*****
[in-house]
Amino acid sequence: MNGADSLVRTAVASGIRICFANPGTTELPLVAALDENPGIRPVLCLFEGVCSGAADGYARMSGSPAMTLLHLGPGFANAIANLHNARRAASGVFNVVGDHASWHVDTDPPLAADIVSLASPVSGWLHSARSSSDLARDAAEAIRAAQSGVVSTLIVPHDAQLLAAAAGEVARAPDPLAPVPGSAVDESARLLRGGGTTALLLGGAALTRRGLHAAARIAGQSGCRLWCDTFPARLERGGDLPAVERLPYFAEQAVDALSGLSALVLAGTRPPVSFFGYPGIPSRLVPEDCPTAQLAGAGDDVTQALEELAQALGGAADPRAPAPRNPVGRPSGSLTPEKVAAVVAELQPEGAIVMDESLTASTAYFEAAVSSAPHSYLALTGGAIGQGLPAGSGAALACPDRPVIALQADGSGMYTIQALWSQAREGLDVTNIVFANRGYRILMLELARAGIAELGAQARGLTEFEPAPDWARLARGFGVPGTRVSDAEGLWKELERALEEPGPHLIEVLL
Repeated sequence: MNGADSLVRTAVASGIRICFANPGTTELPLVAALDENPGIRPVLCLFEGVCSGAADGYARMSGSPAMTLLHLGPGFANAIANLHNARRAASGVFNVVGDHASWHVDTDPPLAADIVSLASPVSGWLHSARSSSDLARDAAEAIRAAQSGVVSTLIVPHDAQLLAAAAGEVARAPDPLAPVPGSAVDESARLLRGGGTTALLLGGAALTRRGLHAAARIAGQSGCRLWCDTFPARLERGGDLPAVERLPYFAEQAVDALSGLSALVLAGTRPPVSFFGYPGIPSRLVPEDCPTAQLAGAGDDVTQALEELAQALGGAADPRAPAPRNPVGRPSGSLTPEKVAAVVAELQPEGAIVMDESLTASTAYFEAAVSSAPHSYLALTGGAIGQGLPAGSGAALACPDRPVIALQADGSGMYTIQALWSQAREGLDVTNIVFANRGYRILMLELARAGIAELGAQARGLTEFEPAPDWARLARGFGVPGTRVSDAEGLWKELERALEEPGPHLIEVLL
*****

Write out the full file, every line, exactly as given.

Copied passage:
[in-house]
Amino acid sequence: MNGADSLVRTAVASGIRICFANPGTTELPLVAALDENPGIRPVLCLFEGVCSGAADGYARMSGSPAMTLLHLGPGFANAIANLHNARRAASGVFNVVGDHASWHVDTDPPLAADIVSLASPVSGWLHSARSSSDLARDAAEAIRAAQSGVVSTLIVPHDAQLLAAAAGEVARAPDPLAPVPGSAVDESARLLRGGGTTALLLGGAALTRRGLHAAARIAGQSGCRLWCDTFPARLERGGDLPAVERLPYFAEQAVDALSGLSALVLAGTRPPVSFFGYPGIPSRLVPEDCPTAQLAGAGDDVTQALEELAQALGGAADPRAPAPRNPVGRPSGSLTPEKVAAVVAELQPEGAIVMDESLTASTAYFEAAVSSAPHSYLALTGGAIGQGLPAGSGAALACPDRPVIALQADGSGMYTIQALWSQAREGLDVTNIVFANRGYRILMLELARAGIAELGAQARGLTEFEPAPDWARLARGFGVPGTRVSDAEGLWKELERALEEPGPHLIEVLL
Repeated sequence: MNGADSLVRTAVASGIRICFANPGTTELPLVAALDENPGIRPVLCLFEGVCSGAADGYARMSGSPAMTLLHLGPGFANAIANLHNARRAASGVFNVVGDHASWHVDTDPPLAADIVSLASPVSGWLHSARSSSDLARDAAEAIRAAQSGVVSTLIVPHDAQLLAAAAGEVARAPDPLAPVPGSAVDESARLLRGGGTTALLLGGAALTRRGLHAAARIAGQSGCRLWCDTFPARLERGGDLPAVERLPYFAEQAVDALSGLSALVLAGTRPPVSFFGYPGIPSRLVPEDCPTAQLAGAGDDVTQALEELAQALGGAADPRAPAPRNPVGRPSGSLTPEKVAAVVAELQPEGAIVMDESLTASTAYFEAAVSSAPHSYLALTGGAIGQGLPAGSGAALACPDRPVIALQADGSGMYTIQALWSQAREGLDVTNIVFANRGYRILMLELARAGIAELGAQARGLTEFEPAPDWARLARGFGVPGTRVSDAEGLWKELERALEEPGPHLIEVLL